Purchasing a cheap shelving unit and cutting some cat-sized holes in the shelves can make for a great, on-a-budget, vertical space for your cat without taking over your entire living space. Use wall mounting brackets to ensure the shelf won’t fall over if your cat gets the 3am zoomies!

Also Read: Why Do Cats Sit On Squares?

 4. Window Or Radiator Beds

Many cats will perch and sleep just about anywhere, which makes it easy to give them special spaces.

A simple, budget-friendly solution is to purchase a cat bed that attaches to a window sill, a window pane, or a radiator. This gives your cat somewhere safe to sleep that is off the ground. Plus, many cats love a window perch to watch the world go by!

Also Read: Why Do Cats Lie On Uncomfortable Things?

Safety First

Think like a cat when kitty-proofing your home so your cat doesn’t get hurt while climbing and exploring.

Cats will be cats, whether there is a safe option to do what they want to do or not. Therefore, it’s better the preempt your cat’s natural desire to climb and be high than wait for them to get into a sticky situation or, even worse, get hurt. There are several steps you can take to help reduce risks associated with your cat’s high climbing habits:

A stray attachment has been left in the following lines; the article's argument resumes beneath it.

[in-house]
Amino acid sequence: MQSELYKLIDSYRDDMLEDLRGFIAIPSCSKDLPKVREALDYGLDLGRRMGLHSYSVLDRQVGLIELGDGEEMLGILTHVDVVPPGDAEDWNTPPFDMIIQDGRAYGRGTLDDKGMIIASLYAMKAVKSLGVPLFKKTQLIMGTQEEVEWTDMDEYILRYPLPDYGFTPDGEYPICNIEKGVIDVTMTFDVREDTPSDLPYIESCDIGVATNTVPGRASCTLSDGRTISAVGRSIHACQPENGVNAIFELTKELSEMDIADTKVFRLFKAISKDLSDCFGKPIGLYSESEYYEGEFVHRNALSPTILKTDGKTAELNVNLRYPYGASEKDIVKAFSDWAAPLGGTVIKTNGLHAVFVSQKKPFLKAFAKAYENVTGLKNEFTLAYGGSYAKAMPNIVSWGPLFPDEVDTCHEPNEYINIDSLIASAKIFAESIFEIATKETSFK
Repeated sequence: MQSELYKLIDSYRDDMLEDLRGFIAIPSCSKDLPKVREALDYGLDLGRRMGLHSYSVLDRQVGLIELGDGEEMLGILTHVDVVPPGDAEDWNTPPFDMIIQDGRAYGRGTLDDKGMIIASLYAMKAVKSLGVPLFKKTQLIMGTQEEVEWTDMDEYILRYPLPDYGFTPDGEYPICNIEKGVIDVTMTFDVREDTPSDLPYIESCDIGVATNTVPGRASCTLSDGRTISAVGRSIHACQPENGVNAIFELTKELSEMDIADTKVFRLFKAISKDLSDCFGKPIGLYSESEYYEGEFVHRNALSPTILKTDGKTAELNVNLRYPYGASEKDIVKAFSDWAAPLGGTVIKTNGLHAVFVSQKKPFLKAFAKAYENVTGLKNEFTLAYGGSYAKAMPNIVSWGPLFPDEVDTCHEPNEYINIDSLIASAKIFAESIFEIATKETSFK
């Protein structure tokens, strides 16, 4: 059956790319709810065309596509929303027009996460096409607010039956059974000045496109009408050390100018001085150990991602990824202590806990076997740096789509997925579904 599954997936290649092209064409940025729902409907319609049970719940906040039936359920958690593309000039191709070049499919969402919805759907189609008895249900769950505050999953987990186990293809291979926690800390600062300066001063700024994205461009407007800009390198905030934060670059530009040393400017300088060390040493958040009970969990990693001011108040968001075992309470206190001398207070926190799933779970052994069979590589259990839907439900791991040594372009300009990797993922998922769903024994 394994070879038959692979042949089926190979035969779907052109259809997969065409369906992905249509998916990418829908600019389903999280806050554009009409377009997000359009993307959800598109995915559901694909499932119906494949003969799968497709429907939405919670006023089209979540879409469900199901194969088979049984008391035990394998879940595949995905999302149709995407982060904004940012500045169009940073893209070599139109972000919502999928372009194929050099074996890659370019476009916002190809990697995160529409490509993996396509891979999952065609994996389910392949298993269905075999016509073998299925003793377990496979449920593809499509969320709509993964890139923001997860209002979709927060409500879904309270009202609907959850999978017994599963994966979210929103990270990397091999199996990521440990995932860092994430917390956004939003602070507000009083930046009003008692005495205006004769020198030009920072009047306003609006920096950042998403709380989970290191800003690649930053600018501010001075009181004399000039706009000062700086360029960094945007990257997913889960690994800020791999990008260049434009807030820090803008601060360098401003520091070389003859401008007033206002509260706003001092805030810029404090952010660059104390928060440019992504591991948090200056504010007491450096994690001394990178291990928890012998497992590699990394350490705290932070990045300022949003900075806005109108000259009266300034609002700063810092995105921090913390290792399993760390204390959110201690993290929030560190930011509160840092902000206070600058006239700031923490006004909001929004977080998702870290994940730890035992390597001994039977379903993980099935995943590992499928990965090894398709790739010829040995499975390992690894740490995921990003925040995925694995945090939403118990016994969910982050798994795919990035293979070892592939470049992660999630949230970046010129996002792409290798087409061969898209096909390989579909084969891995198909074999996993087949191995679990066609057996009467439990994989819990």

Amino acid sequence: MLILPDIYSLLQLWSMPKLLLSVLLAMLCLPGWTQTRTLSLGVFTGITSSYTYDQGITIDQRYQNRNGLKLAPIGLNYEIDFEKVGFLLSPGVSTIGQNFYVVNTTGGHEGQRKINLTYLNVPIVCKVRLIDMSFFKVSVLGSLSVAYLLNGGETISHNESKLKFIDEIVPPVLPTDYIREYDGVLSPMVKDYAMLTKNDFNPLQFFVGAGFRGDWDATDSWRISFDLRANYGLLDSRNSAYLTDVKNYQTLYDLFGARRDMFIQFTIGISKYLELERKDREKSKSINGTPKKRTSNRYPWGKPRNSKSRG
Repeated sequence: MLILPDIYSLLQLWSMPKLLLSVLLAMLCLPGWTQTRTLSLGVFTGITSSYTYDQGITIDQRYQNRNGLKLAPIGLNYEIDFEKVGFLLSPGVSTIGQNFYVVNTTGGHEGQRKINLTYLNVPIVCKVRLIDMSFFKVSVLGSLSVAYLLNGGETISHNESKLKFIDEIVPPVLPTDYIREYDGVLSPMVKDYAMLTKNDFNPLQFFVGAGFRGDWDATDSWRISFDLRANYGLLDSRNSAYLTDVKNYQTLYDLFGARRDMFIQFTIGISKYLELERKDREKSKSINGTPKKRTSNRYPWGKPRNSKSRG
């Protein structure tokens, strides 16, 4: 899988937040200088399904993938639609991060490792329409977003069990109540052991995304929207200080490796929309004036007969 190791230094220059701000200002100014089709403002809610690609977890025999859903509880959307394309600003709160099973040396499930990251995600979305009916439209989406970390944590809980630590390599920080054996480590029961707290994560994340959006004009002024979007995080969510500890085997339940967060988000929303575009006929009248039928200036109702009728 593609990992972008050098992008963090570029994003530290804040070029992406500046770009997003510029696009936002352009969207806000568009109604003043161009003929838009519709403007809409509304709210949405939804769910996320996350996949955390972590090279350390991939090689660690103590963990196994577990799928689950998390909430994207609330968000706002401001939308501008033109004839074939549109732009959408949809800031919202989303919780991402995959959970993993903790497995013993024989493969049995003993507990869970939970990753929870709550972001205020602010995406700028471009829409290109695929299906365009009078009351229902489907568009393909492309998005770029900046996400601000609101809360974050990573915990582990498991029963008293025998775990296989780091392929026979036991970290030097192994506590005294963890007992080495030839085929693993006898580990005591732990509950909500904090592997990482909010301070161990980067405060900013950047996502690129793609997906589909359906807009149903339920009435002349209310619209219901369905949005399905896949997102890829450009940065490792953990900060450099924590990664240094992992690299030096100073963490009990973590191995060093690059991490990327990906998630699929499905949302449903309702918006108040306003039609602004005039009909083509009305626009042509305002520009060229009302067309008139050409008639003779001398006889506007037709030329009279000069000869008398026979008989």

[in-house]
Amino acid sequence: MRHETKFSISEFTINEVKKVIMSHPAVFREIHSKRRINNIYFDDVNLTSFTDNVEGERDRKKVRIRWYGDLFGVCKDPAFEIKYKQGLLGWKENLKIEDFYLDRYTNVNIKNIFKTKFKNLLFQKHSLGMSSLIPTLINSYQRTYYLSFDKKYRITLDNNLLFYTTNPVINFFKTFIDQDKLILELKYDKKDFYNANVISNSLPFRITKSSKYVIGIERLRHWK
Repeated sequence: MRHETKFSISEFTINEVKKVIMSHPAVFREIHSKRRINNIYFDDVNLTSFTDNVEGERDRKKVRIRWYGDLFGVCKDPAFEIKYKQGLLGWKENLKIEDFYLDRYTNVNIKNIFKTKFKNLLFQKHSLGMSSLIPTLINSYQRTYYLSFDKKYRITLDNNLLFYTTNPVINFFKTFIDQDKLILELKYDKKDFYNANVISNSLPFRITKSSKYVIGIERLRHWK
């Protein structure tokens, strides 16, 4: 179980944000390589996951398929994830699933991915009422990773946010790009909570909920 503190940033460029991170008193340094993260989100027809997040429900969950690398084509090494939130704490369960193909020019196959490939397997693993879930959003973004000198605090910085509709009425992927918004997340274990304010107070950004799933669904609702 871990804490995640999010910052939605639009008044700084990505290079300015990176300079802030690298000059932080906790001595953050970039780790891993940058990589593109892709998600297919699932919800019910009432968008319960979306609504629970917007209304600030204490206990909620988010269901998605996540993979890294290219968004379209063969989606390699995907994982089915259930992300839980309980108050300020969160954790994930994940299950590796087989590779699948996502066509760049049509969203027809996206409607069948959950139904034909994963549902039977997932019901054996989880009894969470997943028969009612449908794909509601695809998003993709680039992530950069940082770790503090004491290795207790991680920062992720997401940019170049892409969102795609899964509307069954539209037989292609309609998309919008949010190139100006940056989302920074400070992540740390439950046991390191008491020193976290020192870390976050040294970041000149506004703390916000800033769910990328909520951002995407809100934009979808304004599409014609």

• Keep upstairs or apartment windows closed.
  • Keep potentially harmful or toxic substances locked away.
  • Secure fragile ornaments on shelving.
  • Ensure shelves are fixed with wall mounts to prevent them from falling.
  • Don’t forget your Christmas tree is irresistible to your cat. It needs cat-proofing!

Also Read: How To Kitten-Proof Your Home: 6 Essential Tips

A Note For High-Rise And Apartment Cat Owners

If you live in a tall apartment building, take special care to keep your cat safe.

If you live in an apartment, it is imperative to be mindful of your cat’s climbing habits. Cats will often fearlessly climb onto balconies or window ledges, even if you live in the penthouse. This can lead to problems with cats becoming stuck or, worse still, falling. A common presentation in the veterinary clinic is high-rise syndrome.

This is the term for the types of injuries seen from falling from a height, including shattered bones (the jaw, pelvis, and spine are commonly affected), rupture to internal organs (such as the bladder), and bruising to tissues and organs (the most serious of which can be the lungs).

Although cats are incredibly resilient, and many will go on to survive even catastrophic injuries, many complex surgeries and extensive hospitalization are often needed. The costs of this can be extremely high. Therefore, it is essential to ensure your windows and balconies are completely cat-proof to prevent any chance of your cat from coming to harm.